tue 19/02/2019

Beautiful Boy review - well-acted but a slog | reviews, news & interviews

Beautiful Boy review - well-acted but a slog

Beautiful Boy review - well-acted but a slog

Steve Carell and the astounding Timothée Chalamet can't enliven meth addict memoir

Coming clean: Timothée Chalamet as Nic Sheff in 'Beautiful Boy''

The tortuous road to addiction and back again – or maybe not  makes for a faintly tedious experience in Beautiful Boy, notwithstanding the committed performances of an A-list cast. On the road to his second consecutive Oscar nomination following his breakout performance last year in Call Me By Your NameTimothée Chalamet confirms a degree of sensitivity rare in actors of any age, and Steve Carell finds numerous ways to furrow his brow even when the film as a whole leaves you checking your watch. 

Based, unusually, on a pair of memoirs by a father and son, the screenplay by Luke Davies and the film's director Felix van Groeningen tells of the slide into meth addiction of Nic Sheff (Chalamet) and the effect his gathering loss of control has on his divorced parents, most notably his father, David (Carell).

A California-based magazine journalist who seems forever to be taking high-powered meetings in New York, David can't understand how a gifted and literate son born into privilege has given himself over so fully to darkness – towards an inexplicable realm that Nic describes rather predictably as "this big black hole in me". The movie for more than two hours tracks Nic's steps towards apparent recovery and the relapses made along the way, accompaned all the while by an eclectic soundscape (Henryk Górecki gets a real workout) that includes surely the oddest use ever of the wedding song "Sunrise, Sunset" from Fiddler on the Roof.  

Timothee Chalamet and Steve Carell in 'Beautiful Boy'This is harrowing stuff, to be sure, but the movie for the most part feels oddly becalmed, largely because neither the script nor the direction finds much surprise in well-trawled terrain. (One can imagine what Gus Van Sant might have done with the same material.) Recidivism of this sort is surely difficult for a loved one to endure, but even so Nic's continual stumbles begin to feel as if they are happening by rote, almost as if the filmmakers can't get under this adolescent's skin any better than he seems able to. (Lines like "I'm attracted to craziness: this is who I am" don't really cut it.)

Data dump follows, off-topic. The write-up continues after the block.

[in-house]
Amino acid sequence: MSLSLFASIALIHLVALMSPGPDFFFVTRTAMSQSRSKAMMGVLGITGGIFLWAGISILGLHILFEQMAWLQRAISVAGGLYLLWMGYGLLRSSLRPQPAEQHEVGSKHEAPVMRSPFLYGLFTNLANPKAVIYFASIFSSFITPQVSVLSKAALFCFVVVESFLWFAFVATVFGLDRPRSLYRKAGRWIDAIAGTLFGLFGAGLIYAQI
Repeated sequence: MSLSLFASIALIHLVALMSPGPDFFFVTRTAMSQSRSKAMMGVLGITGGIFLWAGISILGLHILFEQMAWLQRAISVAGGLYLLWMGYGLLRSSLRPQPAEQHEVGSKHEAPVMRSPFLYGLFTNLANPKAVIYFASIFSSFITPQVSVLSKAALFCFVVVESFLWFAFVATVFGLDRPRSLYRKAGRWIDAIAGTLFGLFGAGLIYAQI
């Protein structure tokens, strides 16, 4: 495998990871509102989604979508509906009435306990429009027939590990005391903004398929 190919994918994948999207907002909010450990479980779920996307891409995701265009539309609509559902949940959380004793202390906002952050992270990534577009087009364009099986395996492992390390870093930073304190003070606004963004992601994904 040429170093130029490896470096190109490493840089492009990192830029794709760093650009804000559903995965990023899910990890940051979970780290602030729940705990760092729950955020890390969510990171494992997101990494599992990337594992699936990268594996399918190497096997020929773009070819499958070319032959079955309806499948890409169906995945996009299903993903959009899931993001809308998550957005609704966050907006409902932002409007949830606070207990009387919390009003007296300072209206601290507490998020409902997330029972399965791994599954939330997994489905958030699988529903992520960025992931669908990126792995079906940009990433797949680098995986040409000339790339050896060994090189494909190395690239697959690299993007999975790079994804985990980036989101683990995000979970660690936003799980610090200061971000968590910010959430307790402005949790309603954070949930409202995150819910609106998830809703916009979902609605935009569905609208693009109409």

Maura Tierney and Steve Carell in 'Beautiful Boy' None of this is the fault of the actors, however criminal it seems to waste the wonderful Amy Ryan, who gets only a scene or two as Nic's sidelined mum; indeed, her relationship with her son remains shrouded in mystery, as perhaps might be expected from the fact that her ex-husband and not she is the film's parental source. Instead, the essential tussle is between a dad and his once-beautiful boy, while David's second wife (Maura Tierney, from The Affair, pictured above with Carell) does little but share in the collective concern and try to keep her and David's own two young children free from the force field of harm embodied by the sweet-seeming Nic. (In one of the more wrenching scenes, Nic is revealed to have raided the piggy bank of his eight-year-old half-brother.)

A tender, sad-eyed Carell locates what breadth of response he can  –  that's to say, from overweening love to self-immolating rejection  –  tasked with playing a journalist whose skills are put to a use he could never have envisaged: trying to decipher his own son's wayward behaviour. (In a sly inside joke, Timothy Hutton gets a cameo as an authority on addiction, Hutton having of course once won an Oscar for playing his own variant on youthful anguish in Ordinary People.) And Chalamet's emotional translucence is once again remarkable to behold. Gifted with a climactic phone call in this film as he was in Call Me By Your Name, the actor communicates euphoria, desperation and inward-turning disgust as required: all that's missing is a film that might in celluloid terms deliver its own high. 

This is harrowing stuff, to be sure, but the movie for the most part feels oddly becalmed

rating

Editor Rating: 
2
Average: 2 (1 vote)

Share this article

Add comment

Subscribe to theartsdesk.com

Thank you for continuing to read our work on theartsdesk.com. For unlimited access to every article in its entirety, including our archive of more than 10,000 pieces, we're asking for £3.95 per month or £30 per year. We feel it's a very good deal, and hope you do too.

To take an annual subscription now simply click here.

And if you're looking for that extra gift for a friend or family member, why not treat them to a theartsdesk.com gift subscription?

newsletter

Get a weekly digest of our critical highlights in your inbox each Thursday!

Simply enter your email address in the box below

View previous newsletters